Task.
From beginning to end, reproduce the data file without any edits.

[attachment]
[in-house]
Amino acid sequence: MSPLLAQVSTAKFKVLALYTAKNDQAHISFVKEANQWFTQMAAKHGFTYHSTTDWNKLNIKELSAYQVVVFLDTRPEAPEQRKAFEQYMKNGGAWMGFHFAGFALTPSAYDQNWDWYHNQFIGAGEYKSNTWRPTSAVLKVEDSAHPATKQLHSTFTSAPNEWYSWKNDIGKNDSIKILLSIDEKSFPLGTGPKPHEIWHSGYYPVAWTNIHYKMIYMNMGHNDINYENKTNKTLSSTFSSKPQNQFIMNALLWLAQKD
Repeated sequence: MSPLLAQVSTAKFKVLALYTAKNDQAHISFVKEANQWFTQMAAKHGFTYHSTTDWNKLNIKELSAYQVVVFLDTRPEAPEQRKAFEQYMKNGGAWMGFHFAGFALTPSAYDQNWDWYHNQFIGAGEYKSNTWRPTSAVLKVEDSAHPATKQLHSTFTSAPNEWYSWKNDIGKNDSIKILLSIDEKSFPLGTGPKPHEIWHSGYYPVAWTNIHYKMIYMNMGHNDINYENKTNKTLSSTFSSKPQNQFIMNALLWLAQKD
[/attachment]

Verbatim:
[in-house]
Amino acid sequence: MSPLLAQVSTAKFKVLALYTAKNDQAHISFVKEANQWFTQMAAKHGFTYHSTTDWNKLNIKELSAYQVVVFLDTRPEAPEQRKAFEQYMKNGGAWMGFHFAGFALTPSAYDQNWDWYHNQFIGAGEYKSNTWRPTSAVLKVEDSAHPATKQLHSTFTSAPNEWYSWKNDIGKNDSIKILLSIDEKSFPLGTGPKPHEIWHSGYYPVAWTNIHYKMIYMNMGHNDINYENKTNKTLSSTFSSKPQNQFIMNALLWLAQKD
Repeated sequence: MSPLLAQVSTAKFKVLALYTAKNDQAHISFVKEANQWFTQMAAKHGFTYHSTTDWNKLNIKELSAYQVVVFLDTRPEAPEQRKAFEQYMKNGGAWMGFHFAGFALTPSAYDQNWDWYHNQFIGAGEYKSNTWRPTSAVLKVEDSAHPATKQLHSTFTSAPNEWYSWKNDIGKNDSIKILLSIDEKSFPLGTGPKPHEIWHSGYYPVAWTNIHYKMIYMNMGHNDINYENKTNKTLSSTFSSKPQNQFIMNALLWLAQKD